|1968 WASN'T A YEAR TO REMEMBER FOR TONY C.|
|SO YOUNG, SO TALENTED.|
THE FRONT PAGE
- Tony Conigliaro might be the most intriguing "what if" player ever. As in, what if he didn't get beaned during the Red Sox's Impossible Dream season in 1967?
- He was never the same, this after becoming the youngest AL home run champion at 20 years old in '65 and the youngest in the league to hit 100 homers at 22 years, 197 days. He hit 104 homers and had splits of .339/.510/.849 in his first four seasons. He also had an OPS+ of 132 during that span, meaning he was considered 32 percent better than the average player. I'd say he was on a path to superstardom.
THE BACK PAGE
- That write-up about says it all; kind of a creepy cartoon though.
- Looks almost like the photo was taken in an industrial park or maybe an oil refinery. Kidding aside, I'm reasonable sure it was taken in Winter Haven during spring training. I've been there a few times but for the life of me can't figure out what's in the background.
- Conigliaro took the game by storm as a rookie and in his first years the way Ken Griffey Jr. would do more than 20 years later and the way Bryce Harper and Mike Trout might do soon.
- The Sports Illustrated cover story from June 22, 1970, is a terrific read and highly recommended. Conigliaro goes into detail about the beaning by the Angels' Jack Hamilton on Aug. 18 at Fenway Park and the subsequent recovery.
- Hamilton, a known ball-doctorer, likely threw a spitball that hit Tony C, known for crowding the plate, just below the left temple. The pitch fractured his cheekbone, dislocated his jaw and caused severe damage to his retina. He was carried off on a stretcher. After being hit, he said he thought he might die right there. In addition to horrific pain, he said his mouth filled with fluid (not blood) and thought he wouldn't be able to breathe.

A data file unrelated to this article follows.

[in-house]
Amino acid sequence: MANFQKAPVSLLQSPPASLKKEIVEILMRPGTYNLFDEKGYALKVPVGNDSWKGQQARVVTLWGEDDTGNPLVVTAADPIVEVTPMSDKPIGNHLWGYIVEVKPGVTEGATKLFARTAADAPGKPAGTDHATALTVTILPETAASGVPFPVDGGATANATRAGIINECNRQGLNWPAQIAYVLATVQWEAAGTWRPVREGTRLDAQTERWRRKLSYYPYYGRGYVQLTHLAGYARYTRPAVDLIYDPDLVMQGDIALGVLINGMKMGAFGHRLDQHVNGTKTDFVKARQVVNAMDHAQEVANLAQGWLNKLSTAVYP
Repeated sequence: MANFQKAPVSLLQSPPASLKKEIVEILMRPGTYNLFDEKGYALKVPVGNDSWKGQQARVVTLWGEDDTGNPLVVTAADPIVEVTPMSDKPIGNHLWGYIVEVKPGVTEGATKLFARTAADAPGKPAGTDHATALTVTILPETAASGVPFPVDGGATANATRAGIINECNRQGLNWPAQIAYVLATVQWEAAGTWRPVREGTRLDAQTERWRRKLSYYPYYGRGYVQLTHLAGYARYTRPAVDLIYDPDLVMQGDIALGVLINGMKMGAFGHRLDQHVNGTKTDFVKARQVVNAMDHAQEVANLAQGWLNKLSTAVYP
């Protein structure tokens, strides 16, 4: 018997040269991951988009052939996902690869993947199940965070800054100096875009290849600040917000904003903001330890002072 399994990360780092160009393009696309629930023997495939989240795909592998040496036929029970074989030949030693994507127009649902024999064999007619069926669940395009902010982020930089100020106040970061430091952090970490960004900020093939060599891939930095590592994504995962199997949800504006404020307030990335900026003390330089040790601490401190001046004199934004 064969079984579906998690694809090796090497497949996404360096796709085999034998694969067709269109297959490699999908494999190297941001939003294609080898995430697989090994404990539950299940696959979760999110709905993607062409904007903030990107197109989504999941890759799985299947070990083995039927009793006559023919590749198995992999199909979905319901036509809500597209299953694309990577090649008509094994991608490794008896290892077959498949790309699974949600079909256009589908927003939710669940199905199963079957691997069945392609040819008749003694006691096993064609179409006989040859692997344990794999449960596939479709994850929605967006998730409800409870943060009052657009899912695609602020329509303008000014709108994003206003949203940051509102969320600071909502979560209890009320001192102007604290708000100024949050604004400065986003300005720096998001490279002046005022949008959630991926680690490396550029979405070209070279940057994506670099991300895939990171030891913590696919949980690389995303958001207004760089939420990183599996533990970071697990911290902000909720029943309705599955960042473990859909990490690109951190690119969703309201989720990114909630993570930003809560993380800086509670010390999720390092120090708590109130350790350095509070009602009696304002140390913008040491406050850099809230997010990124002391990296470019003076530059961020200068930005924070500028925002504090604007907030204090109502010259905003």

- The day before the beaning, Ted Williams told Tony C through a mutual friend that he was standing too close to the plate, and because the pennant race was heating up, pitchers would be looking to reclaim it. When the message was relayed, Conigliaro said pitchers won't take him seriously if he backed away and if anything needed to move closer.
- In '69, he won Comeback Player of the Year, belting 20 HRs and driving in 82.
- The next season he had a career-high 36 HRs and 116 RBI, but the Red Sox, sensing his vision always would be a concern and figuring his trade value never would be higher, sent him to the Angels. A native New Englander, he was devastated and never grew comfortable out west. He had a terrible season in '71, with headaches, stemming from straining to see the ball, returning in earnest. He hit only four home runs and retired after a game on July 9; he admitted his eyesight never returned to normal.
- Brother Billy, who also played on the Red Sox, ripped the club for the trade and said Carl Yastrzemski was behind it. "Tony was traded because of one guy -- over there,'' Billy said, alluding to Yaz. "He got rid of (Manager Johnny) Pesky, Ken Harrelson and Tony. I know I'm next. Yaz and Reggie (Smith) are being babied, and the club better do something about it.'' Wow, talk about taking out a flamethrower! Sure enough Billy was dealt in October '71.
- Tony C launched a comeback with the Sox in '75, making the team out of spring training. On Opening Day against the Brewers at Fenway, he came up as the DH and singled. He received a three-minute standing ovation. Struggling into June, Conigliaro retired, thus bringing the end to a memorable, albeit too short, career.
- Suffered a heart attack in '82 and then a stroke, lapsing into a coma. Was in a vegetative state when he died in '90.
|THE BASEBALL AND THE DAMAGE DONE.|